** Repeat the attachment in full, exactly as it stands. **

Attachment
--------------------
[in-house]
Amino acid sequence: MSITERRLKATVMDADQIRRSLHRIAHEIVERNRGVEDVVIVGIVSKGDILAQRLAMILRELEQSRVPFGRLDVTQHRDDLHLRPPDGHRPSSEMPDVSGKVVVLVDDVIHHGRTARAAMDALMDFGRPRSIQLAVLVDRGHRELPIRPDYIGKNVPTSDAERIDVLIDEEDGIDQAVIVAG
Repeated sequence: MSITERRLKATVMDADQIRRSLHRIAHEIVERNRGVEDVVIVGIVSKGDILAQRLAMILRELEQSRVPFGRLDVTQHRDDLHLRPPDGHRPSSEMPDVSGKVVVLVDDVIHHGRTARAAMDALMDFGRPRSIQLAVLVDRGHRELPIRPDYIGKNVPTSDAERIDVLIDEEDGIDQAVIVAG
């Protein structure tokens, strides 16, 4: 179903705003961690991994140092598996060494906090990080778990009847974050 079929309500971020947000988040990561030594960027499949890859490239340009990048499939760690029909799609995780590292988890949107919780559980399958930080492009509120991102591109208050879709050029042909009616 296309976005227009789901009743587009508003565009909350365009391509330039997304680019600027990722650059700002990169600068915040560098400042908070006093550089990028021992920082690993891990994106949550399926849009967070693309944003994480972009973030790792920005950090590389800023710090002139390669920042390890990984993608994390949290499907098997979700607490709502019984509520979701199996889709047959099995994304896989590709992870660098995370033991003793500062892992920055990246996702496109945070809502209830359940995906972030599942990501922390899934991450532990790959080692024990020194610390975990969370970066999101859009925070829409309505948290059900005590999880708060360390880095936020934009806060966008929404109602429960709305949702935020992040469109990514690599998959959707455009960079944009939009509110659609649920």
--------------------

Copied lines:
[in-house]
Amino acid sequence: MSITERRLKATVMDADQIRRSLHRIAHEIVERNRGVEDVVIVGIVSKGDILAQRLAMILRELEQSRVPFGRLDVTQHRDDLHLRPPDGHRPSSEMPDVSGKVVVLVDDVIHHGRTARAAMDALMDFGRPRSIQLAVLVDRGHRELPIRPDYIGKNVPTSDAERIDVLIDEEDGIDQAVIVAG
Repeated sequence: MSITERRLKATVMDADQIRRSLHRIAHEIVERNRGVEDVVIVGIVSKGDILAQRLAMILRELEQSRVPFGRLDVTQHRDDLHLRPPDGHRPSSEMPDVSGKVVVLVDDVIHHGRTARAAMDALMDFGRPRSIQLAVLVDRGHRELPIRPDYIGKNVPTSDAERIDVLIDEEDGIDQAVIVAG
């Protein structure tokens, strides 16, 4: 179903705003961690991994140092598996060494906090990080778990009847974050 079929309500971020947000988040990561030594960027499949890859490239340009990048499939760690029909799609995780590292988890949107919780559980399958930080492009509120991102591109208050879709050029042909009616 296309976005227009789901009743587009508003565009909350365009391509330039997304680019600027990722650059700002990169600068915040560098400042908070006093550089990028021992920082690993891990994106949550399926849009967070693309944003994480972009973030790792920005950090590389800023710090002139390669920042390890990984993608994390949290499907098997979700607490709502019984509520979701199996889709047959099995994304896989590709992870660098995370033991003793500062892992920055990246996702496109945070809502209830359940995906972030599942990501922390899934991450532990790959080692024990020194610390975990969370970066999101859009925070829409309505948290059900005590999880708060360390880095936020934009806060966008929404109602429960709305949702935020992040469109990514690599998959959707455009960079944009939009509110659609649920």